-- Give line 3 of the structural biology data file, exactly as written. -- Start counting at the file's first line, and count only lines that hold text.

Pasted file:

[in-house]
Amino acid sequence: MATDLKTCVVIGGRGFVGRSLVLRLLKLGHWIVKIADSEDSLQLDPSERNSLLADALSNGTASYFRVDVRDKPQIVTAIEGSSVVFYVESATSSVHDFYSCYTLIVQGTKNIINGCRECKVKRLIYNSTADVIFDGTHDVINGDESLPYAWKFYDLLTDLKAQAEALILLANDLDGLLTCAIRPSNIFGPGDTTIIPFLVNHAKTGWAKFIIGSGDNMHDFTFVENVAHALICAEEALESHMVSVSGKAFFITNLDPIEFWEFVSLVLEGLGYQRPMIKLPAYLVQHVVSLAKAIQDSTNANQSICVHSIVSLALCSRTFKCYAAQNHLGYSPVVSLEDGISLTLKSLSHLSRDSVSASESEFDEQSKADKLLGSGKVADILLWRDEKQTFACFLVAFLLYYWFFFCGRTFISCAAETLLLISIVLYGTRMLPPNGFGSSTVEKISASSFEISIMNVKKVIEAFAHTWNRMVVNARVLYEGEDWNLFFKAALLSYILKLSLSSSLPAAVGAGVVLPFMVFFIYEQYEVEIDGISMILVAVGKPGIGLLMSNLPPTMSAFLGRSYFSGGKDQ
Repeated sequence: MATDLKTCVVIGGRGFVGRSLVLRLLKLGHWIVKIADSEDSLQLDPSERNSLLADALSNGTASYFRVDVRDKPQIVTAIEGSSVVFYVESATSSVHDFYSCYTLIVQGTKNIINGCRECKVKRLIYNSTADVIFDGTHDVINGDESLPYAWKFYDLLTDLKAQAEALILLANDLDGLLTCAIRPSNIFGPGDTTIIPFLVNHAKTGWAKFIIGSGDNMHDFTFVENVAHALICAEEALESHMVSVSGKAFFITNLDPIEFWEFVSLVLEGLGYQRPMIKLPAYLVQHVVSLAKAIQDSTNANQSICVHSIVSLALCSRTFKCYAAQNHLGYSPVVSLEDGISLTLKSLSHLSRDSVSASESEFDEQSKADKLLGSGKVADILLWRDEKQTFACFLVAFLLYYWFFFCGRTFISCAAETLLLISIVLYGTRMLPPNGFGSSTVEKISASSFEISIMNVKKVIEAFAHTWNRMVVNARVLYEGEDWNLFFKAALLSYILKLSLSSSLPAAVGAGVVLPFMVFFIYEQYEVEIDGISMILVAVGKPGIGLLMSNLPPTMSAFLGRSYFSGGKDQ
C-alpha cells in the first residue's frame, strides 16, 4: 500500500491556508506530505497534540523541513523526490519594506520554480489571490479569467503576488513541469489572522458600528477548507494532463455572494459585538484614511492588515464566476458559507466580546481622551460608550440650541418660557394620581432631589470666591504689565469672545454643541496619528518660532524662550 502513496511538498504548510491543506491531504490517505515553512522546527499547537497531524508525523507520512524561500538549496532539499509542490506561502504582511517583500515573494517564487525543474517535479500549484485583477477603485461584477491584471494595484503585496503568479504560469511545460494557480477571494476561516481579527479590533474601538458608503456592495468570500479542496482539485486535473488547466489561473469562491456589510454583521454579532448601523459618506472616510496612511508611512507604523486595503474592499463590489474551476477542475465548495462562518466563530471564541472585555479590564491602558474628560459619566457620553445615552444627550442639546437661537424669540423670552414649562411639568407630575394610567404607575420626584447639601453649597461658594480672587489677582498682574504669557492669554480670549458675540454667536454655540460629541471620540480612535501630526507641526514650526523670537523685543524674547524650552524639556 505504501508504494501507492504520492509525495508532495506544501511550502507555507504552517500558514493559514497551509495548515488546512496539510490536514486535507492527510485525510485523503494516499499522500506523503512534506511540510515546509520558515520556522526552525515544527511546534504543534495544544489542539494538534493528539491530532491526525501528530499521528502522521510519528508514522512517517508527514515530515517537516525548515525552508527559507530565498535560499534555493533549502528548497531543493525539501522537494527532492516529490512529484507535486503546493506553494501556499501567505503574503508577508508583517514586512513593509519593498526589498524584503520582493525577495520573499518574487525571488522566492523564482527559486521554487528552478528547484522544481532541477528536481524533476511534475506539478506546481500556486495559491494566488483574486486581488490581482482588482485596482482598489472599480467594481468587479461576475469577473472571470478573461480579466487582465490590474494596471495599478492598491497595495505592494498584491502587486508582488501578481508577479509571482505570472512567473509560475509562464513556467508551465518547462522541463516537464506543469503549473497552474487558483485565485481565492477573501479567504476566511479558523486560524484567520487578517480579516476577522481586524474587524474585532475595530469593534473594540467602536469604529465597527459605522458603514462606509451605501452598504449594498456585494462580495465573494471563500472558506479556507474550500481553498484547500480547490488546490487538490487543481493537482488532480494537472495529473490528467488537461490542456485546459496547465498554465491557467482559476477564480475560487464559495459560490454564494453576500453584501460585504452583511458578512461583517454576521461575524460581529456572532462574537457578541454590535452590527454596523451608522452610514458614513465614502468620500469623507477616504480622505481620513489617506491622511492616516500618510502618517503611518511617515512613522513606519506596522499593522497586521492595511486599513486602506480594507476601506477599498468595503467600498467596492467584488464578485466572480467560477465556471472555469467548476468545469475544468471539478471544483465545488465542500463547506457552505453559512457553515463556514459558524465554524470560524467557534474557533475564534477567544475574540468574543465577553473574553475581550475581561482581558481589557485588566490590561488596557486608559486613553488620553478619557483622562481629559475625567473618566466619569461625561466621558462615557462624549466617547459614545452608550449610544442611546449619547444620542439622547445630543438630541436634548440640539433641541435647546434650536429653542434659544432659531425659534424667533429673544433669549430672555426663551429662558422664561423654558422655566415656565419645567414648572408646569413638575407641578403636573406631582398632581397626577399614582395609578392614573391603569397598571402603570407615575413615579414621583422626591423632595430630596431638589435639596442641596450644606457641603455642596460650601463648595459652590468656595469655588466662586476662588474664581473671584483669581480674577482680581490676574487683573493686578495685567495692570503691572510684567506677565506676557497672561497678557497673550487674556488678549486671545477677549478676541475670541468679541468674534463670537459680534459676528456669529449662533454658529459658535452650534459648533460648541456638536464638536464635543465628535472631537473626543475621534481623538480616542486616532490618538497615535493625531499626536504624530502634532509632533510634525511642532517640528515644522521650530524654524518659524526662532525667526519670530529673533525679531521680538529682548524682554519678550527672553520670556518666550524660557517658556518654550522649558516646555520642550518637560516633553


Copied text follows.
Repeated sequence: MATDLKTCVVIGGRGFVGRSLVLRLLKLGHWIVKIADSEDSLQLDPSERNSLLADALSNGTASYFRVDVRDKPQIVTAIEGSSVVFYVESATSSVHDFYSCYTLIVQGTKNIINGCRECKVKRLIYNSTADVIFDGTHDVINGDESLPYAWKFYDLLTDLKAQAEALILLANDLDGLLTCAIRPSNIFGPGDTTIIPFLVNHAKTGWAKFIIGSGDNMHDFTFVENVAHALICAEEALESHMVSVSGKAFFITNLDPIEFWEFVSLVLEGLGYQRPMIKLPAYLVQHVVSLAKAIQDSTNANQSICVHSIVSLALCSRTFKCYAAQNHLGYSPVVSLEDGISLTLKSLSHLSRDSVSASESEFDEQSKADKLLGSGKVADILLWRDEKQTFACFLVAFLLYYWFFFCGRTFISCAAETLLLISIVLYGTRMLPPNGFGSSTVEKISASSFEISIMNVKKVIEAFAHTWNRMVVNARVLYEGEDWNLFFKAALLSYILKLSLSSSLPAAVGAGVVLPFMVFFIYEQYEVEIDGISMILVAVGKPGIGLLMSNLPPTMSAFLGRSYFSGGKDQ